The Malta Independent 26 June 2022, Sunday

Sweden wants its citizens’ Malta-based companies struck from taxation white list

David Lindsay Monday, 5 March 2018, 10:10 Last update: about 5 years ago

The Swedish government intends to clamp down on Swedes who have incorporated companies in Malta under the country's low tax regime and intends to remove Malta-based companies from Sweden's Controlled Foreign Corporation taxation White List, Swedish Finance Minister Magdalena Andersson said this week.

The Swedish government will be removing low-tax Malta from the CRC white list on account of the letterbox companies its citizens have established there.


In future, a Swedish partner in a Malta-based company will need to show that the company is active and is more than a mere letterbox company set up in Malta with the sole intention of avoiding CFC taxation.

"The possibility of tax planning with low-tax letterboxes abroad is something that harms the trust of the taxpayer and the tax payroll," Andersson said. "Malta is a country we are proposing to remove from the white list. Instead, an assessment can be made in individual cases with regard to Malta-incorporated companies. We will continue to take measures to make it difficult for aggressive tax planning."

In Sweden, entities that pay fair corporate income tax rates overseas, gauged at 15.4 per cent, are granted exemption from Sweden's Controlled Foreign Corporation (CFC) income tax. The Swedish government now appears to have formed the opinion that Malta's tax rate for foreign companies is anything but fair.

Sweden has a CFC income tax white list that includes 153 countries and it also has a blacklist and a grey list. Companies based in white-list countries are exempt from CFC taxes. Entities based in white-list countries are not subject to CFC taxes.

Corporations with ties to countries on the blacklist, including notorious tax havens, are subject to CFC taxes only if their earnings are taxed at a rate below 15.4 per cent. Grey-list countries are held to a similar standard with regard to profits related to financial services. Sweden's blacklist includes 54 countries that are corporate tax havens according to the generosity of their tax rates.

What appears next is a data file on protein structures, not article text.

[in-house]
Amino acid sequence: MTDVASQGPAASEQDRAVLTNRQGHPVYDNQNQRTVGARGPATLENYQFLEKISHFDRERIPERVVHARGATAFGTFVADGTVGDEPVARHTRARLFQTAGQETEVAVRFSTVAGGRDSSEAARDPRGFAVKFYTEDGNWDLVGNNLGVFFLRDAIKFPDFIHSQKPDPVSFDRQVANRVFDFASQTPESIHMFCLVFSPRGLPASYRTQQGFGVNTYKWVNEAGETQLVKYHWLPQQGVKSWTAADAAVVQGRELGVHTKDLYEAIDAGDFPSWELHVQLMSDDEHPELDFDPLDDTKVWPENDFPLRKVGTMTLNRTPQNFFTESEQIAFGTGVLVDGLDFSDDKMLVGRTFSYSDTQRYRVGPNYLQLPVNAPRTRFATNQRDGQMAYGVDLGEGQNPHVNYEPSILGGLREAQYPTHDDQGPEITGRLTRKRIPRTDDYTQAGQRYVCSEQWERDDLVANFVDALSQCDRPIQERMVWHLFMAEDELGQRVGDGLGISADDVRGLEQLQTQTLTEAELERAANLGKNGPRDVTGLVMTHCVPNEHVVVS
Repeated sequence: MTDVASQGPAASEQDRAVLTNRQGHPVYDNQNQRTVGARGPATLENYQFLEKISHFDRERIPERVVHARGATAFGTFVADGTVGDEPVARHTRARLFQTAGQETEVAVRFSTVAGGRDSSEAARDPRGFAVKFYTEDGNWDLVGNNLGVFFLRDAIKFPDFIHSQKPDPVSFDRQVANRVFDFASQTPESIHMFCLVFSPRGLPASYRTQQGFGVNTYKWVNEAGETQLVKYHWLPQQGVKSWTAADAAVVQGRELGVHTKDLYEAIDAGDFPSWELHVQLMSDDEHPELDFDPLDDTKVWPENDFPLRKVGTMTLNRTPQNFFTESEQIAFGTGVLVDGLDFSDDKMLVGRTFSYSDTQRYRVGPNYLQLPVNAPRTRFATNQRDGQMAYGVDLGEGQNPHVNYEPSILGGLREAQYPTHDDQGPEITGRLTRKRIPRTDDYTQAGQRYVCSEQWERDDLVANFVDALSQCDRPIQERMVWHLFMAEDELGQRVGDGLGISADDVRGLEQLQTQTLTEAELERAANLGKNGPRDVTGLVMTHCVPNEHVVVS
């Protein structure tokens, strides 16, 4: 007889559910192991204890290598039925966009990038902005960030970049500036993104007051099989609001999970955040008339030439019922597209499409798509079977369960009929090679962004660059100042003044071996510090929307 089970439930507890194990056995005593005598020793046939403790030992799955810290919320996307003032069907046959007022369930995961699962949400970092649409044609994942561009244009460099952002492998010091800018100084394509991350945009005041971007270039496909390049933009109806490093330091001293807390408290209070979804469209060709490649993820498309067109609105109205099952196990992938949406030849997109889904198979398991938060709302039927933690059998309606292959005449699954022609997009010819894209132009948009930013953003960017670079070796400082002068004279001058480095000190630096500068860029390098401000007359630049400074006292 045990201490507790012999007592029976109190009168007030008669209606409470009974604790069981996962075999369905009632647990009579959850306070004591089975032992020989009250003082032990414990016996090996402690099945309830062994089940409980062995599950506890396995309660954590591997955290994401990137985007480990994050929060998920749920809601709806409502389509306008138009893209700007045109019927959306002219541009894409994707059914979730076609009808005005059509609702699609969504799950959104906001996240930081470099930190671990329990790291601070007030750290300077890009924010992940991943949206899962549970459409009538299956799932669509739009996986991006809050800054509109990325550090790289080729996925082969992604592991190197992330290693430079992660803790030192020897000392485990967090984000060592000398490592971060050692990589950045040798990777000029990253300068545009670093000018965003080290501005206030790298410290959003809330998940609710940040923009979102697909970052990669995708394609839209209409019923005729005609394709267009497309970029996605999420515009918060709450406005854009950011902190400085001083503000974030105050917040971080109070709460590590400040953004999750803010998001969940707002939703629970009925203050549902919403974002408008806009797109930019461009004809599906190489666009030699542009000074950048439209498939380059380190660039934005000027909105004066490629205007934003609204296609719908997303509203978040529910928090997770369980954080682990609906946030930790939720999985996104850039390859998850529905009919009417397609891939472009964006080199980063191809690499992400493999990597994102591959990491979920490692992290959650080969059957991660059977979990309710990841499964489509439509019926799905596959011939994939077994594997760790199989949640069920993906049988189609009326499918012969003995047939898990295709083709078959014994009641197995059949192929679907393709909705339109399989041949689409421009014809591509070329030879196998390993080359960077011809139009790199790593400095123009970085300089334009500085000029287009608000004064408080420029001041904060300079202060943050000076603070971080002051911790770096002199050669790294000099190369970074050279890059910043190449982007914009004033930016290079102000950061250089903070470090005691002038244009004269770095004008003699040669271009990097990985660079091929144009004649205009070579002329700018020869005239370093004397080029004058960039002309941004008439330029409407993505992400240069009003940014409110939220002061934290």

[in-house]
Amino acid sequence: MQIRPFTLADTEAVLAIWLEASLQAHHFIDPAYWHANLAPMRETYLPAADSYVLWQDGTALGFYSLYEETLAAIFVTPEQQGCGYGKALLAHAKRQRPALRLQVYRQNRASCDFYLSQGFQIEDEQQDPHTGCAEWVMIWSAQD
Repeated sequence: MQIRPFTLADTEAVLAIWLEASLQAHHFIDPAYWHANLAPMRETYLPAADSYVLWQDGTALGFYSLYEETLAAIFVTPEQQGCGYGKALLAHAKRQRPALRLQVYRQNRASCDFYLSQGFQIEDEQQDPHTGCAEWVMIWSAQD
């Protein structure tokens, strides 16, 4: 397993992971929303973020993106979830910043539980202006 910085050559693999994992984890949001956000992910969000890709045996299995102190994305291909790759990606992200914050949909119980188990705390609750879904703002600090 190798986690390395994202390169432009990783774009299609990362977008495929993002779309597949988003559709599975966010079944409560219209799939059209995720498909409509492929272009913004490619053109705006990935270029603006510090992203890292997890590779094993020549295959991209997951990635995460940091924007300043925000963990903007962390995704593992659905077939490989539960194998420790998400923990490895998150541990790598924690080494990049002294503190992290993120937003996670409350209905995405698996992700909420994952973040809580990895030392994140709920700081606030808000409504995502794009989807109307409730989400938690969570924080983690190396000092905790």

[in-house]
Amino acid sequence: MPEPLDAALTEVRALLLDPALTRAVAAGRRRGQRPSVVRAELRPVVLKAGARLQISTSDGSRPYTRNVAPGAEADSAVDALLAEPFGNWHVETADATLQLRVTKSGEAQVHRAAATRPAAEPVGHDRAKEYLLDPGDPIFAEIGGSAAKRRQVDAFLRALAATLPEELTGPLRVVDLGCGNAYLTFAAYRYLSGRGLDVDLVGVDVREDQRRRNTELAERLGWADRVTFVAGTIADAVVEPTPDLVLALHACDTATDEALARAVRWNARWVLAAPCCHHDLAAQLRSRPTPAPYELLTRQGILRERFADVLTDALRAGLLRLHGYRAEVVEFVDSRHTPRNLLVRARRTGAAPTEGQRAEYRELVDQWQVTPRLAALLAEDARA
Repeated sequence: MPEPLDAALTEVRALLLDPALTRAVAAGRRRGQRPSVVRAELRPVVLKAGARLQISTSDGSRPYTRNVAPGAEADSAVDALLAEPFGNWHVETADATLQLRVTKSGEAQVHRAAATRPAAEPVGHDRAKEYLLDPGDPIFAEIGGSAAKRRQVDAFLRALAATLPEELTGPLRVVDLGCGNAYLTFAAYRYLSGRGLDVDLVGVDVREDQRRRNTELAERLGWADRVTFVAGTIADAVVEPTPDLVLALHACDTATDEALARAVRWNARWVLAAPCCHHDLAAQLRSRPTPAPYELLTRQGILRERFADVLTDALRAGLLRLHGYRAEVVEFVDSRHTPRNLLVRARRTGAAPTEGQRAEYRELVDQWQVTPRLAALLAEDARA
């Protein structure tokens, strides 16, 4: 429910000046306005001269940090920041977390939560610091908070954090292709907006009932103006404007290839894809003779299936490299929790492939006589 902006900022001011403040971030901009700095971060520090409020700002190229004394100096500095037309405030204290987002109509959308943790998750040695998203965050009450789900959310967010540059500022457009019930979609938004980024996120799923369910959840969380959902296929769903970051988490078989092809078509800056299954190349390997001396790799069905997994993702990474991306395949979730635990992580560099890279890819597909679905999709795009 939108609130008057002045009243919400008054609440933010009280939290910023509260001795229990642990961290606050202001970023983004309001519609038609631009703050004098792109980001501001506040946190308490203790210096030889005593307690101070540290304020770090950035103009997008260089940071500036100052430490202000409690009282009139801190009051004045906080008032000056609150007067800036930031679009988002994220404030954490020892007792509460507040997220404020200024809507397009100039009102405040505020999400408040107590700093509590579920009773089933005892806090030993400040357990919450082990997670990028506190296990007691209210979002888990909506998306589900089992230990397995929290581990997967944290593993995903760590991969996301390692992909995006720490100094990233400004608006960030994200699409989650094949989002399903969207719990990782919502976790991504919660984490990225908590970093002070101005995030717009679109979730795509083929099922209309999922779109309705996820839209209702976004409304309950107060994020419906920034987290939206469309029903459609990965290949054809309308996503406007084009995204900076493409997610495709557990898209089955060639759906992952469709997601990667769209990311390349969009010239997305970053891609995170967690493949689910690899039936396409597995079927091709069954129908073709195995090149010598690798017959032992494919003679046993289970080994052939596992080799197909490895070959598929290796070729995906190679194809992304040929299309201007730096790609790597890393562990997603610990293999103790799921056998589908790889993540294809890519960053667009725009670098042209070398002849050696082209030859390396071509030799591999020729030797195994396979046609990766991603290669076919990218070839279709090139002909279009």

While the Swedish Finance Minister did not say whether Malta would be downgraded to the grey or the black list, Swedish letterbox companies incorporated in Malta certainly pay well below the 15.4 per cent threshold.

Malta's tax imputation system has come under practically continual fire lately, with many of its fellow EU member states crying foul and accusing Malta of effectively stealing from their state coffers by offering their companies better taxation rates, which allows companies to effectively pay close to five per cent corporate taxation on profits through a 6-7ths rebate.

To qualify for this 6-7ths tax rebate, a company or subsidiary registered in Malta does not carry out its main activities locally and their shareholders do not reside in Malta.

Being a small economy with limited resources, policy-makers have consistently argued that they had to capitalise on the islands' strengths so that service-based industries could flourish. Preferential tax rates and other financial incentives have been provided to cross-border corporations and extremely wealthy individuals for years.

As a result, these multi-billion dollar companies open luxurious offices in Malta and channel profits to the island, paying a fraction of the taxes of what they would - some argue should - be paying elsewhere. This represents large amounts of tax revenue for the Maltese government.

Policy-makers have consistently said that in view of Malta's relatively small workforce, limited natural resources and isolation from mainland Europe, the island had to come up with systems in order to attract service-based industry, thereby attracting wealth and generating jobs.

It has also been argued that as long as preferential tax rates are uniform across the board, meaning one corporation cannot broker a higher tax rebate than another through secret sweetheart deals, and as long as the funds coming into the island come from legal, clean and legitimate sources, then it will continue to defend its system.

Policy-makers have also argued that Malta should not bend to the will of other countries that are attempting to cling to as much tax revenue from company profits as they can. Others outside Malta argue that companies should be paying taxes where they are earning their profits.

Malta is vigorously defending its taxation system on both European and international levels.

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